Significantly, the panel also held that the settlement's injunctive relief component — ConAgra's agreement to no longer market Wesson oil as "100% Natural" — could not be used to justify the class counsel's excessive fee.  The panel panned the injunctive relief as "virtually worthless," "illusory" and "meaningless," because ConAgra had already decided to stop using the "100% Natural" label two years before the settlement agreement was reached — for reasons it stated were unrelated to the litigation — and no longer even owned the Wesson oil brand.

Although ConAgra's sale of the Wesson oil brand in Briseño clearly presents an uncommon circumstance, the panel made clear that going forward, courts must eliminate inflated valuations of injunctive relief "untethered to reality" that are used to justify excessive fee awards for class counsel.  Briseño's discussion of worthless injunctive relief will have significant repercussions for future settlement of many California federal class actions, as many companies often make labeling changes for business reasons before any complaints are even filed.

While the panel expressly stated that its decision did not mean that "courts have a duty to maximize the settlement fund for class members," and a "class does not need to receive much for a settlement to be fair when the class gives up very little," the practical effect of, and takeaway from, Briseño is that class counsel should expect significantly more resistance from defense counsel and courts to high attorney fee awards in class action settlements.

This will especially impact low-value and/or labeling claims arising from a plaintiff's subjective beliefs of purported harm — particularly when a defendant has already decided to make a labeling change for business reasons.  In such cases, the relief that counsel can secure for the class is likely to be limited, and Briseño plainly requires a commensurate fee award for class counsel.

Jason D. Russell is a partner, and Hillary A. Hamilton and Adam K. Lloyd are associates, at Skadden Arps Slate Meagher & Flom LLP.

5 Law Firm Seek $44M in Attorney Fees in GCI Liberty Action

August 5, 2021

A recent Law 360 story by Rose Krebs, “5 Firms Seek $44M Atty Fees in GCI Liberty Suit in Chancery”, reports that five firms will seek $44 million in fees for their work in a suit filed over alleged fiduciary duty breaches in GCI Liberty Inc.'s sale to Liberty Broadband Corp., in what they assert is one of the most significant results ever achieved in any Delaware stockholder litigation.  In a brief filed to the Delaware Chancery Court, Bernstein Litowitz Berger & Grossmann LLP, Prickett Jones & Elliott PA, Kessler Topaz Meltzer & Check LLP, Klausner Kaufman Jensen & Levinson PA and Morris Kandinov LLP indicated that they intend to seek two separate fee awards of $22 million each.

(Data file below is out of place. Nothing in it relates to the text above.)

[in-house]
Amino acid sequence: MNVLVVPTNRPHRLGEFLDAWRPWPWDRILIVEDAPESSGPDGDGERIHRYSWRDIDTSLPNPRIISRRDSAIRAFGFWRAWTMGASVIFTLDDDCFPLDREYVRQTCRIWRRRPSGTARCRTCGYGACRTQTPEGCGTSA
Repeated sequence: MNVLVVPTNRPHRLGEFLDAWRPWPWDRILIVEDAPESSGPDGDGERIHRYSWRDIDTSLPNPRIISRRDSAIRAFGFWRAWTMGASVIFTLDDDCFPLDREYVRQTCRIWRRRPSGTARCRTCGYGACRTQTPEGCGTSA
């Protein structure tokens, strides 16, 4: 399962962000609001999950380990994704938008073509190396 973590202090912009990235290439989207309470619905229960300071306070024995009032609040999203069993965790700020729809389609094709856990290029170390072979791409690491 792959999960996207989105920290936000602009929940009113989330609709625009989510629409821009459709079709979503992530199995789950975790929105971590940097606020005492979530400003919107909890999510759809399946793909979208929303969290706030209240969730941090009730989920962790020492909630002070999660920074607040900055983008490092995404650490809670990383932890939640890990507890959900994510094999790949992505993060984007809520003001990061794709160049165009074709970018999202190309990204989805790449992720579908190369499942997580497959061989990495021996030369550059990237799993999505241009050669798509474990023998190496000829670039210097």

In the filing, the firms said they are seeking a $22 million fee award related to an agreement reached in November that headed off a preliminary injunction fight over the sale, after the plaintiffs accused GCI Liberty's directors of violating Delaware corporation law that banned certain mergers involving controlling shareholders.

"This case highlights the worst inequities that a dual-class capital structure invites and the best results that strategically sound and effectively executed shareholder litigation can achieve," the brief said.  "Here, self-interested fiduciaries attempted to transfer substantial and valuable voting rights to themselves.  Plaintiffs and their counsel challenged the scheme, secured expedition over strident opposition, and, under extreme time pressure, assembled an evidentiary record that was so strong that defendants capitulated to avoid a pre-vote injunction hearing."

Under the agreement, GCI Liberty controlling stockholder John C. Malone and CEO Gregory B. Maffei gave up "massive benefits they extracted in connection with the stock-for-stock merger of GCI Liberty Inc. and Liberty Broadband Corporation," the brief said.  And they did so "without receiving any release from liability for additional harm arising from" their alleged misconduct, the firms said.

The agreement "caused the conversion of Malone's and Maffei's GCI super-voting shares (and options) into Broadband non-voting shares (and options)," the brief said.  As a result, Malone's and Maffei's voting power in the combined company was reduced from more than 60% to less than the 49% that they held in Broadband prior to the merger, the firms said.

"Plaintiffs believe that these are among the most significant – and valuable – non-monetary benefits ever achieved in Delaware stockholder litigation and warrant plaintiffs' requested fee," the brief asserted.  The firms said they will also seek another attorney fee award for negotiating a $110 million deal to end the litigation.  They will seek an award equal to 20% of the settlement amount and file a brief with the court in support of that request at a future date, according to the brief.

"The settlement does not reduce the benefits provided by the PI Stipulation [November agreement], which are continuing, permanent benefits for the equity holders of Broadband, including members of the Class," the firms said.  "Any award of attorneys' fees and expenses in connection with the [agreement] will not be paid out of the settlement fund while any award of attorneys' fees and expenses in connection with the $110 million settlement will be paid out of the settlement fund."